Zurek said the three-year National Eucharistic Revival was the U.S. Conference of Catholic Bishops’ response to a 2019 Pew study that found less than a third of Catholics said they believed in the Real Presence of Christ in the Eucharist.

“This is what they were hoping for us as a body of believers to do,” Zurek said. “To have a grassroots movement supported by the church.”

It is up to believers, Zurek said, to show others that Jesus Christ is alive and present in the Eucharist.

Then he sent the pilgrims out to give witness as they drove through their towns and neighborhoods, noting that the National Eucharistic Congress will be in Indianapolis in July 2024.

“As they say in Indianapolis, everyone, start your engines,” Zurek said.

Knights of Columbus members from the Father C.C. Boyle Council 4698 led the procession, with two members of the “Knights on Bikes” following the police escort.

“We want to spread the word about the Blessed Sacrament,” said Bill Bric, a fourth-degree knight. “There’s nothing more important than showing up for Jesus.”

Then members of the congregation got into their cars, already lined up in the parking lot for the procession and bearing flags and magnets, and followed a police escort and members of the Knights of Columbus to St. Stephen, Deacon and Martyr Parish, also in Tinley Park.

There, Father Michael Wyrzykowski greeted the pilgrims.

“As you know, pilgrimage is an ancient practice from the beginning of Christianity,” Wyrzykowski said. “As a church, we continue this beautiful tradition of faith. A pilgrimage is a kind of public manifestation of faith.”

He then led the pilgrims in adoration, including the Litany of the Sacred Heart, and Benediction.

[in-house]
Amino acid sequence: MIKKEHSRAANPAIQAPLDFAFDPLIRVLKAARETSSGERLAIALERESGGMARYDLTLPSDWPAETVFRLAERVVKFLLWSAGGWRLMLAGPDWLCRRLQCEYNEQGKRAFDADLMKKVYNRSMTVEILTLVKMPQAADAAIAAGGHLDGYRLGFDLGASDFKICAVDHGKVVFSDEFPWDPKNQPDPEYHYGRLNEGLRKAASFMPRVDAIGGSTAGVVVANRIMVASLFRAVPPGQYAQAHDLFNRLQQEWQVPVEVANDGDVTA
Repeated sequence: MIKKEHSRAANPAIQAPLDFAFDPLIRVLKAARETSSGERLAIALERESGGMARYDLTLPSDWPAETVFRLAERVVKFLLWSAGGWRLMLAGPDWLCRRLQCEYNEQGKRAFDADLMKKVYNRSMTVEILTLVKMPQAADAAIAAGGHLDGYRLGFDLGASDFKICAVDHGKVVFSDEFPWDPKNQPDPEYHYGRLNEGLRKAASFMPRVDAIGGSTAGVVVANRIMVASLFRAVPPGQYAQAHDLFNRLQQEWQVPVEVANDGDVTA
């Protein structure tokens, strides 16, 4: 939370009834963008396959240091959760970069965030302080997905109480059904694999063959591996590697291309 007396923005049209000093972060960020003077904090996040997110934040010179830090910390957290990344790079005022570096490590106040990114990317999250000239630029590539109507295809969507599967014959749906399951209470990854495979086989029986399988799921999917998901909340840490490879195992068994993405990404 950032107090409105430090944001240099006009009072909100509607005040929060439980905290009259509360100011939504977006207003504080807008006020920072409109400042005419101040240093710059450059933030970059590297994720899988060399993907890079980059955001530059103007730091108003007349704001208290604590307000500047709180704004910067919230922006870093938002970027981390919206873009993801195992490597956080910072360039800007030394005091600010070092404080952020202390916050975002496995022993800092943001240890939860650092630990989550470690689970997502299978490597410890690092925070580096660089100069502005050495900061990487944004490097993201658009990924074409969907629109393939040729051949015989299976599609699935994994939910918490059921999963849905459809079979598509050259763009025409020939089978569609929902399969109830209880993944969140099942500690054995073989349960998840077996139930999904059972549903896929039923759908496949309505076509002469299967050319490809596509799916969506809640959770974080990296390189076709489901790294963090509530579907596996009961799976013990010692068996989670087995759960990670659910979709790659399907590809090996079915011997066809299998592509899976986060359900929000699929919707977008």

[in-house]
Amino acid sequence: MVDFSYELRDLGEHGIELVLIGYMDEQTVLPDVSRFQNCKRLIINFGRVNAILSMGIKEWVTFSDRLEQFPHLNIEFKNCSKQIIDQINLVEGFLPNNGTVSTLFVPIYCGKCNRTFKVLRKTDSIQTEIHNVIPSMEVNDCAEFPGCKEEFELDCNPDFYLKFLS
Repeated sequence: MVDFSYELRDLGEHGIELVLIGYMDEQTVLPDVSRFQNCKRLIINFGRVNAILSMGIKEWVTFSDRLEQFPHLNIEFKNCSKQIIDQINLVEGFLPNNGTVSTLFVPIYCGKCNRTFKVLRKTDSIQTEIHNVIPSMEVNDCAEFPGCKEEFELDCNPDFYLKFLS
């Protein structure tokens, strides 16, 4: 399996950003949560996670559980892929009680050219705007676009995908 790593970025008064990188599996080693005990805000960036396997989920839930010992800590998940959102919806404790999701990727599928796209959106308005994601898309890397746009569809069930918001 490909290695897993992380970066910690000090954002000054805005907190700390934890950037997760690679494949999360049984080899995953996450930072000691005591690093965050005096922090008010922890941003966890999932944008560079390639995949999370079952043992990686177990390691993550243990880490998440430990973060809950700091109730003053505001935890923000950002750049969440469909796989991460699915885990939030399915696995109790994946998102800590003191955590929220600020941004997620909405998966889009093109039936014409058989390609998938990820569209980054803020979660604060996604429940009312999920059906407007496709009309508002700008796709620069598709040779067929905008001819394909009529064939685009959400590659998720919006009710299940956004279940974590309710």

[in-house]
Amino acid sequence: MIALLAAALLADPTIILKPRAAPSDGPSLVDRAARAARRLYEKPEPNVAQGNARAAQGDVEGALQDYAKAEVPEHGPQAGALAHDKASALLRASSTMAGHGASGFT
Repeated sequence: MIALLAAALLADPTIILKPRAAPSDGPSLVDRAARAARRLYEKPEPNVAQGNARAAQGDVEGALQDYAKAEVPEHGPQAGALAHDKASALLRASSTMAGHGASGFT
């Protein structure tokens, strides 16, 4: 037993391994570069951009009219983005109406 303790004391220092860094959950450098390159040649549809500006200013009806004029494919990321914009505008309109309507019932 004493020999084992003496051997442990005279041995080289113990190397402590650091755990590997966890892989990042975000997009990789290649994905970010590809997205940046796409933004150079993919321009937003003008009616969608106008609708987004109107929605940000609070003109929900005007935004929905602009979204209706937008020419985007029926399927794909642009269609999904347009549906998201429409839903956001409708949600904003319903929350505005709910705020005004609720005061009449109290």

The procession, with more than 70 cars, moved to St. Elizabeth Seton Parish in Orland Hills, where parishioner Randy Coe shared the story of the parish’s patron saint, who was so moved by the power of the Eucharist in Italy, where she and her daughter stayed for a time after her husband’s death, that she became Catholic. She went on to found a religious order and start the first Catholic parochial schools in the United States.

St. Elizabeth Seton associate pastor Father Dan Korenchan reflected on the passage from the First Book of Kings, when Elijah hears God not in the storm or earthquake or fire, but in the silence.

“Our God does not shout over the noise of our lives,” Korenchan said. “Our God much prefers the silence.”

Many times, Korenchan said, people fill their prayer time with words and with requests as a way to fend off a God they find intimidating, “as if he’s out to get us.”

Korenchan invited the pilgrims to spend a few minutes in silence with God before concluding with Benediction.

The pilgrims once again got in the cars and headed to the regular 6 p.m. Sunday Mass at St. Julie Billiart Parish, Tinley Park, arriving just as the sun set.

St. Julie Billiart pastor Father Tirso Villaverde was the main celebrant, with priests and deacons from all seven parishes invited to vest for the Mass.

Villaverde also addressed the Pew study on the Real Presence in his homily, saying the fact that only a third of Catholics expressed belief in the transubstantiation of the bread and wine into the body and blood of Christ was alarming.

“The Eucharist is the source and summit of our faith,” Villaverde said. “It is the heart of who we are as Catholics.

“We need to revive people’s love for and understanding of the Eucharist. … If we cannot see the Real Presence of Jesus in the Eucharist that is celebrated on this altar, then it is much harder to see the sacredness in our everyday lives.”


  • parishes
  • national eucharistic revival